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External service providers

The department is a non-corporate Commonwealth entity. Our procurement policies and practices are consistent with:

  • relevant Commonwealth legislation
  • the Commonwealth Resource Management Framework, which includes the Commonwealth Procurement Rules and the Public Governance, Performance and Accountability Act 2013
  • our Accountable Authority Instructions.

Our procurement practices reflect the Commonwealth’s procurement framework, with the focus on:

  • value for money
  • encouraging competition
  • efficient, effective, economical and ethical procurement
  • accountability and transparency.

We provide departmental guides, specialist advice and assistance to all our divisions to help ensure we meet our obligations.

Procurement initiatives to support small and medium enterprises

We support small business participation in the Commonwealth procurement market. Small and medium-sized enterprise participation statistics are available on the Department of Finance website.

We recognise the importance of ensuring small businesses are paid on time. The department’s payment practice complies with the Commonwealth’s Supplier Pay On-Time or Pay Interest policy. The results of the Survey of Australian Government Payments to Small Business are available on the Treasury website.

Our procurement practices support small and medium enterprises by using:

  • the Commonwealth Contracting Suite (CCS) for low-risk procurements valued at under $1 million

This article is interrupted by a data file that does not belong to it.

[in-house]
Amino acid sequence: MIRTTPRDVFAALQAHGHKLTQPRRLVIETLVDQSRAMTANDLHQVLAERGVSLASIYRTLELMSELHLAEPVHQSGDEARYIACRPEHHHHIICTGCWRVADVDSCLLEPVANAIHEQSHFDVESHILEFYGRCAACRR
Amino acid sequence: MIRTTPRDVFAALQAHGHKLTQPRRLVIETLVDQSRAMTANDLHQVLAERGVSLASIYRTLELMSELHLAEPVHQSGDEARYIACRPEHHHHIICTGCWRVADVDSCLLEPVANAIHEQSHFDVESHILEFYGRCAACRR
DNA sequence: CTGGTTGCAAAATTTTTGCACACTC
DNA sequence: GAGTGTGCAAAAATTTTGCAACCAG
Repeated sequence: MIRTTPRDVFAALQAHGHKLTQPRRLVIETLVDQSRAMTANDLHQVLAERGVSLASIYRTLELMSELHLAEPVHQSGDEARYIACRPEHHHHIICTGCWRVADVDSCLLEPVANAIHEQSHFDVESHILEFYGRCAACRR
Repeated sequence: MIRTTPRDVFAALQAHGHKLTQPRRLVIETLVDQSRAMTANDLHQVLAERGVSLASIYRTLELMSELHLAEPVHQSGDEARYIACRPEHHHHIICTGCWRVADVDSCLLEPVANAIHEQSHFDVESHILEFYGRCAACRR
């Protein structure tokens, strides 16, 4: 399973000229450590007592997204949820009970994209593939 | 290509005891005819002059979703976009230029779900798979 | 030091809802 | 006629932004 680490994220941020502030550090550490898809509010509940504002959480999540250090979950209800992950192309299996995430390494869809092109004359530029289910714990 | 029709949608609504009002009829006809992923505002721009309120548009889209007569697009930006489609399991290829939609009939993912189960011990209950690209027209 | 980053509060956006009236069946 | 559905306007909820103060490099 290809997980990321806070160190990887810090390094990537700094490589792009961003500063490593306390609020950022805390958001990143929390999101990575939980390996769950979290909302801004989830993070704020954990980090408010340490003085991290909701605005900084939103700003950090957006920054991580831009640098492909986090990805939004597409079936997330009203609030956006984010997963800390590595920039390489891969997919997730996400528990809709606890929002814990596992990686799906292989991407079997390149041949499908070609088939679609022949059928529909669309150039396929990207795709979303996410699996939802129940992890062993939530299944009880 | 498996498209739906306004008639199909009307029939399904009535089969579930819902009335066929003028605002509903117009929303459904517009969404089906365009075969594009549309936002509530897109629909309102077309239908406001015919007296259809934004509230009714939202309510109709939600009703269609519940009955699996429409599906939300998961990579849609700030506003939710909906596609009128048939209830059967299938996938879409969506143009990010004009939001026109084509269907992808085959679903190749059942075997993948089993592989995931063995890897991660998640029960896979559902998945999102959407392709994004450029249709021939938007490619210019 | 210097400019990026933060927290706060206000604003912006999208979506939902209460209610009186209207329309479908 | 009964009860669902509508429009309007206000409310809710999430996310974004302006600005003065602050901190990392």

• small business engagement principles such as communicating in clear, simple language and presenting information in an accessible format
  • credit cards where possible for purchases under $10,000.

Indigenous procurement

The government’s Indigenous Procurement Policy was launched on 1 July 2015 and aims to use the Commonwealth’s annual multi-billion dollar procurement spend to:

  • drive demand for Indigenous goods and services
  • stimulate Indigenous economic development
  • grow the Indigenous business sector.

We support and have implemented the government’s policy, which includes considering Indigenous suppliers for all remote contracts and all contracts valued between $80,000 and $200,000.

In 2018–19 the portfolio was set a target of 3%, or 37 contracts. We entered into more than 100 contracts, which also included multi-year contracts from previous years. Goods and services provided included Indigenous ranger services, building construction, maintenance and repair, and temporary personnel.

For more information see the Indigenous Procurement Policy overview on the Department of the Prime Minister and Cabinet website.

Other contract information

During 2018–19 the secretary did not exempt any contracts or standing offers entered into by the department from being published on AusTender.

All contracts entered into by the department during 2018–19 valued at $100,000 or more (GST inclusive) included a clause providing for the Auditor-General to have access to the contractor’s premises.

The annual report contains information about actual expenditure on contracts for consultancies. Further information on the value of contracts and consultancies is available on the AusTender website.


In 2018–19 we entered into 107 new consultancy contracts involving total actual expenditure of $7,787,944. In addition, 17 ongoing consultancy contracts were active during the period, involving total actual expenditure of $561,991.